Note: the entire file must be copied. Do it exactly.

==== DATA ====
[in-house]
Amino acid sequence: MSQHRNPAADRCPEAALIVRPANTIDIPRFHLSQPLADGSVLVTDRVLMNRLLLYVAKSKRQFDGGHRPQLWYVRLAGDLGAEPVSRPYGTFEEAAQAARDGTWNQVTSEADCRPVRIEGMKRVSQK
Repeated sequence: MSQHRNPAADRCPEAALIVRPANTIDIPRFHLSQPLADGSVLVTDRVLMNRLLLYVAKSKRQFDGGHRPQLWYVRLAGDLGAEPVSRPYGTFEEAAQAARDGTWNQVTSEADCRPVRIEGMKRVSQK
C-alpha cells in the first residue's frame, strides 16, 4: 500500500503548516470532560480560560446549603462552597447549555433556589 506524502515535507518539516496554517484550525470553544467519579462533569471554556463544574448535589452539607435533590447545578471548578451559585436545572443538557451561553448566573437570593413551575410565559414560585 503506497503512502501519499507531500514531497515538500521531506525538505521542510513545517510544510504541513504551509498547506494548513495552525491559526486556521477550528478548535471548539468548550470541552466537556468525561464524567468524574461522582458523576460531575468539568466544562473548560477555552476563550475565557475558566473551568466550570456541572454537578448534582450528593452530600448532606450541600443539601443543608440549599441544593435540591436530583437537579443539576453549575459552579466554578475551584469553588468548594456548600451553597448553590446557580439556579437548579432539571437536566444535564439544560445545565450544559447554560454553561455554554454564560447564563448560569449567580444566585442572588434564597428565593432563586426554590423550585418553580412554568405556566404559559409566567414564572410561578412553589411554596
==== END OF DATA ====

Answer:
[in-house]
Amino acid sequence: MSQHRNPAADRCPEAALIVRPANTIDIPRFHLSQPLADGSVLVTDRVLMNRLLLYVAKSKRQFDGGHRPQLWYVRLAGDLGAEPVSRPYGTFEEAAQAARDGTWNQVTSEADCRPVRIEGMKRVSQK
Repeated sequence: MSQHRNPAADRCPEAALIVRPANTIDIPRFHLSQPLADGSVLVTDRVLMNRLLLYVAKSKRQFDGGHRPQLWYVRLAGDLGAEPVSRPYGTFEEAAQAARDGTWNQVTSEADCRPVRIEGMKRVSQK
C-alpha cells in the first residue's frame, strides 16, 4: 500500500503548516470532560480560560446549603462552597447549555433556589 506524502515535507518539516496554517484550525470553544467519579462533569471554556463544574448535589452539607435533590447545578471548578451559585436545572443538557451561553448566573437570593413551575410565559414560585 503506497503512502501519499507531500514531497515538500521531506525538505521542510513545517510544510504541513504551509498547506494548513495552525491559526486556521477550528478548535471548539468548550470541552466537556468525561464524567468524574461522582458523576460531575468539568466544562473548560477555552476563550475565557475558566473551568466550570456541572454537578448534582450528593452530600448532606450541600443539601443543608440549599441544593435540591436530583437537579443539576453549575459552579466554578475551584469553588468548594456548600451553597448553590446557580439556579437548579432539571437536566444535564439544560445545565450544559447554560454553561455554554454564560447564563448560569449567580444566585442572588434564597428565593432563586426554590423550585418553580412554568405556566404559559409566567414564572410561578412553589411554596